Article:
I love the imagery inherent in your poetry, and I think the interplay of women's different roles really comes through strongly. In many ways, women today face different situations than women decades ago, but there's still a struggle taking place in the search for equality in many societies, including our own. While Free Ferry addresses situations and ethos from the past, how do you feel it speaks to the political and social concerns of today's audience?
Thank you, Alison. Everyone is saying the book strongly resonates with today's global environment. We're more aware these days that humankind has the opportunity to destroy itself and that decision may be out of our individual hands. And while many of us have access to goods and technologies our ancestors would envy, they can easily become a source of oppression and sometimes enslavement. As far as women's rights go, you would have to tell me how it is for you as a young mother--where do you feel any societal pressure to be or live a certain way?
I definitely agree there is an unfortunate similarity today to what was faced decades ago in the political sphere, and that message comes through quite effectively in the narrative of your work. Similar to the feminist issues addressed - although as a stay-at-home mom myself, I sometimes feel a bit anachronistic in today's world. :)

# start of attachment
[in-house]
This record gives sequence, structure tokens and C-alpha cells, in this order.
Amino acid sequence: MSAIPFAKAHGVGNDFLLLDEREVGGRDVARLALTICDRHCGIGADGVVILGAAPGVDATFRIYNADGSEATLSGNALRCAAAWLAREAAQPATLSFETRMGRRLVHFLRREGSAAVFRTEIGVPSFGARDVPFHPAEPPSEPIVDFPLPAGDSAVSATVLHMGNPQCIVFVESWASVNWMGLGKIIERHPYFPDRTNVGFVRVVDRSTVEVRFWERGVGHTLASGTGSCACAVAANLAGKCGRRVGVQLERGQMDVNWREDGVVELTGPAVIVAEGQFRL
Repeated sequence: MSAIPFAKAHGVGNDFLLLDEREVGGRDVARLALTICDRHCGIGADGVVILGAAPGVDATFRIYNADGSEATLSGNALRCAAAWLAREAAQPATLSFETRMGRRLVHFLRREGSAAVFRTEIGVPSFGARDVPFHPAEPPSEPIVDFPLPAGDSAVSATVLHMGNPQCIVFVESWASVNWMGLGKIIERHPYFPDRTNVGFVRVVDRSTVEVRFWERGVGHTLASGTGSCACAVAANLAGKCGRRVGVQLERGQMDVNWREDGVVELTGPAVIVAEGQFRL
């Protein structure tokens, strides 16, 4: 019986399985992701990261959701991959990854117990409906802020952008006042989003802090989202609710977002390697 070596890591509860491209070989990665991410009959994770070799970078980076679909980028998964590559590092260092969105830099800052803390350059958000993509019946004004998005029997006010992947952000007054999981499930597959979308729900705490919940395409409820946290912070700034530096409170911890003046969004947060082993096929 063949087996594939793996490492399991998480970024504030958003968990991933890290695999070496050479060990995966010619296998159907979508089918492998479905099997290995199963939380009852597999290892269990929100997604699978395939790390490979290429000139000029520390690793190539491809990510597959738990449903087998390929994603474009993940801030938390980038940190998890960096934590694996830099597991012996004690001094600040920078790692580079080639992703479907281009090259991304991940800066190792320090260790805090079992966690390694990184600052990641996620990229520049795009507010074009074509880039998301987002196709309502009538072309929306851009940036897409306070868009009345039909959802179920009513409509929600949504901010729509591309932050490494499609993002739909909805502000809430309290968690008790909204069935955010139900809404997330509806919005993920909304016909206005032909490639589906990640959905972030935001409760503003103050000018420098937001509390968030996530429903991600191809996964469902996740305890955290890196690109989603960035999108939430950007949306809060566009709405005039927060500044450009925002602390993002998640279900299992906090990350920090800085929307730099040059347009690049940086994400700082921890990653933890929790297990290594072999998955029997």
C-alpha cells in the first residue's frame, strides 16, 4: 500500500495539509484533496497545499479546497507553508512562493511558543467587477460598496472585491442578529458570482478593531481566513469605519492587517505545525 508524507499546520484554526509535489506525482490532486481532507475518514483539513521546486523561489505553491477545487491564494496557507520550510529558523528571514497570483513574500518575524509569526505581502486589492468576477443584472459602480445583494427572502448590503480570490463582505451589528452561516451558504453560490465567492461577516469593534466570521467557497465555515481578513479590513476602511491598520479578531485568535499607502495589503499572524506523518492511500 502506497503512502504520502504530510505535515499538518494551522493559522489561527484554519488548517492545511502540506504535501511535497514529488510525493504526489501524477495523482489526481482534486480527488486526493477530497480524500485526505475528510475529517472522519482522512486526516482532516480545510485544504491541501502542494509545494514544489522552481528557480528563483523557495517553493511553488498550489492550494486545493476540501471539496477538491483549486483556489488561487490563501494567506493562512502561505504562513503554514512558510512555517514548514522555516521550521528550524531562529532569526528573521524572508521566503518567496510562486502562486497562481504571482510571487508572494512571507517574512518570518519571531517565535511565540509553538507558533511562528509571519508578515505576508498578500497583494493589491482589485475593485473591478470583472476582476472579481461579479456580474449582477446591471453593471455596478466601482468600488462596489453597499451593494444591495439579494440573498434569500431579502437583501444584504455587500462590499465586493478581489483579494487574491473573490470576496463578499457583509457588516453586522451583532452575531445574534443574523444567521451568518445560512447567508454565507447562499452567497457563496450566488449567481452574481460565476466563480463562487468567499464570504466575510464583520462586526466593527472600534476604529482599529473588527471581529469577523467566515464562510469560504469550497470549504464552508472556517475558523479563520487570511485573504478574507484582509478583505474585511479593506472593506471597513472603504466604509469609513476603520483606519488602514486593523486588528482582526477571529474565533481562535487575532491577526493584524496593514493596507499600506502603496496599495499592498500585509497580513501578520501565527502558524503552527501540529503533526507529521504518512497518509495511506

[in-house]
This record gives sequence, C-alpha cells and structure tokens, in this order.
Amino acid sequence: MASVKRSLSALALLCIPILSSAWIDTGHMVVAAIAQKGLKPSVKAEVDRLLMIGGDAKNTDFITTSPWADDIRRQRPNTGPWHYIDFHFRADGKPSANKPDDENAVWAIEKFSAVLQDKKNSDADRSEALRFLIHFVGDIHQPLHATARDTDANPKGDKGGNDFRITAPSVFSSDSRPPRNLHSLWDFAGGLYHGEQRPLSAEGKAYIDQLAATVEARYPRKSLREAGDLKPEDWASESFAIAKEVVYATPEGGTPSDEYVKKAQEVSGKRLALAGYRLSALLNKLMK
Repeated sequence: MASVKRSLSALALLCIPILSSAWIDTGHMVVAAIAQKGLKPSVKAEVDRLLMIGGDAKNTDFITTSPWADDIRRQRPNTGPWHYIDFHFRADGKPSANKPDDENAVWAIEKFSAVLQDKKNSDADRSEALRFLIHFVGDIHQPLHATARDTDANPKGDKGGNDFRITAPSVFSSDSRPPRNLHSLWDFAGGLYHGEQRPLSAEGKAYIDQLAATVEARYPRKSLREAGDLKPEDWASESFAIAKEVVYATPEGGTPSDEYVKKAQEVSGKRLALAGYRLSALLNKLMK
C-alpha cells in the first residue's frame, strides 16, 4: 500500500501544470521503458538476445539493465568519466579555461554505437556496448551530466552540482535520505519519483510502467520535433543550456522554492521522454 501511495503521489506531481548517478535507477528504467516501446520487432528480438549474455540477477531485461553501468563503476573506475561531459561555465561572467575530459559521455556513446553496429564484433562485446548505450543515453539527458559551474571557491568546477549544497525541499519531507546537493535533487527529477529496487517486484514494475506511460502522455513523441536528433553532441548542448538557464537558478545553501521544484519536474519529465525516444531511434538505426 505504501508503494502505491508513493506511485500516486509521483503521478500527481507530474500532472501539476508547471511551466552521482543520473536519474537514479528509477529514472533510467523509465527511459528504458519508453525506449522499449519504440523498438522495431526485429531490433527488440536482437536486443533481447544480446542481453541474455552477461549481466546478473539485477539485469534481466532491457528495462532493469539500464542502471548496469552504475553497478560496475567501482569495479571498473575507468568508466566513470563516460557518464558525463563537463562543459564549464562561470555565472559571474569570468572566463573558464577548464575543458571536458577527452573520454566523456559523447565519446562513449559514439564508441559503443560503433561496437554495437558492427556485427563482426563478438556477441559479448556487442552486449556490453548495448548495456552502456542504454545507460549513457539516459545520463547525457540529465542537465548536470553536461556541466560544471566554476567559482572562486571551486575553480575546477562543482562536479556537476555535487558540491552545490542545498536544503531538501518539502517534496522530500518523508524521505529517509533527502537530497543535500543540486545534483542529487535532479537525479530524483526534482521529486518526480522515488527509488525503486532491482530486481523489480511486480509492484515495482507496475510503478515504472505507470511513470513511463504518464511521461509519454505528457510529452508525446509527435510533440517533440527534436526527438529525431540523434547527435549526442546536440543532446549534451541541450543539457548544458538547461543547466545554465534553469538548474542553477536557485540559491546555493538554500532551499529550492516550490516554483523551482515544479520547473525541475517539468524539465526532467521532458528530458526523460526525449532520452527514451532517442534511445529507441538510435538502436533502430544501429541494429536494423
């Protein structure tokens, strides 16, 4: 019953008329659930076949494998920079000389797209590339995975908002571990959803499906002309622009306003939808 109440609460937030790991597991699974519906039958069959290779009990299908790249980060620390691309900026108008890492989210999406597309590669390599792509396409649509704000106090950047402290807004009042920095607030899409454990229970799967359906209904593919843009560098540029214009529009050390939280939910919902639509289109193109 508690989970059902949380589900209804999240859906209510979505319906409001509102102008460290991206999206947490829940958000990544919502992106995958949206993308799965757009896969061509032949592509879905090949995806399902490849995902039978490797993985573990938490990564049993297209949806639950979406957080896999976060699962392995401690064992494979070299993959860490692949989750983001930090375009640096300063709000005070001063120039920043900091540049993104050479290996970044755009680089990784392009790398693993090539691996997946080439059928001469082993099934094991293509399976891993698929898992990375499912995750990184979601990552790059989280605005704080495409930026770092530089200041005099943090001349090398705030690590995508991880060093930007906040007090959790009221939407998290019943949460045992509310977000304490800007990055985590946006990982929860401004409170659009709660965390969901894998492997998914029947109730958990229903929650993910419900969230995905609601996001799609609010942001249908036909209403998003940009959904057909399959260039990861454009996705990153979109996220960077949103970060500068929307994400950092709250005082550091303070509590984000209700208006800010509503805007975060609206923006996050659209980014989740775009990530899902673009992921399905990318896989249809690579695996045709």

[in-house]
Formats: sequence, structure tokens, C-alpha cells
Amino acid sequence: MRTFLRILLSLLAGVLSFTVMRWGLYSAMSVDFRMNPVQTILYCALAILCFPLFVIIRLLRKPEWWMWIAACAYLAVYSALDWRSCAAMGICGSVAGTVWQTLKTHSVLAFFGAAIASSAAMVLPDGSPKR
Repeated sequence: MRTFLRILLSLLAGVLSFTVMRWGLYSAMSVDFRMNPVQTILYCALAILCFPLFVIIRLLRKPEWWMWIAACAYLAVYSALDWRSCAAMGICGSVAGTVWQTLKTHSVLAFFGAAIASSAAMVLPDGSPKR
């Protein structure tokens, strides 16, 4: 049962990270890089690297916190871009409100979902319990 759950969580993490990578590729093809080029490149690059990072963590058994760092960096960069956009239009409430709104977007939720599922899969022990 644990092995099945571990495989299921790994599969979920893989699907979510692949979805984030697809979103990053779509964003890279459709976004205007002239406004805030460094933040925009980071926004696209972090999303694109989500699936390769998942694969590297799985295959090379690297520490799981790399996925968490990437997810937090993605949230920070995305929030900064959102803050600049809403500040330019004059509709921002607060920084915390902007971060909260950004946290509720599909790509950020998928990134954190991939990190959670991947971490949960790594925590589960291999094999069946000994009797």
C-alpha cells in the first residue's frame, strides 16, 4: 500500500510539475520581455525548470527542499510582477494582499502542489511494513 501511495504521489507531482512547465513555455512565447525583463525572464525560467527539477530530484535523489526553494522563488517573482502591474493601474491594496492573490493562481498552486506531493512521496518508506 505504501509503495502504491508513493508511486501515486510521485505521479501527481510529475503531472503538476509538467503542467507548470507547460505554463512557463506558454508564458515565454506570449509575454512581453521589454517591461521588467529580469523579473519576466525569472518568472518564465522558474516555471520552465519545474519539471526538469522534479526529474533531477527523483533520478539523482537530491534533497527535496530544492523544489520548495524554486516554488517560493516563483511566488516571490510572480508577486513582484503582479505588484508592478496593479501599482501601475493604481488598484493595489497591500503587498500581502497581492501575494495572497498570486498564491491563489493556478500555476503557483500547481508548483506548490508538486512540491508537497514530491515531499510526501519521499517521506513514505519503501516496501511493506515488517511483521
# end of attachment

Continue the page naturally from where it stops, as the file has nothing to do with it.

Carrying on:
In the 1960s, the era of my narrative poems in Free Ferry, suburban mothers who worked outside the home were judged harshly for doing so. Then, after the second wave feminism, women who were stay-at-home mothers in the 80s were equally criticized. I hope, at this point, a stay-at-home mom is seen as someone who is lucky to have--and exercise--that option.
As one writer to another, I always like to ask about the creative process. How do you know a poem or a body of work is finished? A writer friend of mine says he never stops editing his poetry, even after publication. To him, writing is fluid; like an oral story, it changes each time it's told. Are you ever drawn back to motifs from earlier writing? Do you ever revisit published work? Or is your approach similar to how I view it - when it's done and published, it's time to look towards a new project?
When I've done my best with a poem, and it achieves what I want it to, I am done. It's like a door closing with a good click. There's no more to do; if I want better, I take that awareness into my next work. The times I attempted to change a poem from the past felt like trampling on the writer I was then--the skill set and intentions I possessed at that time. It felt like a trespass.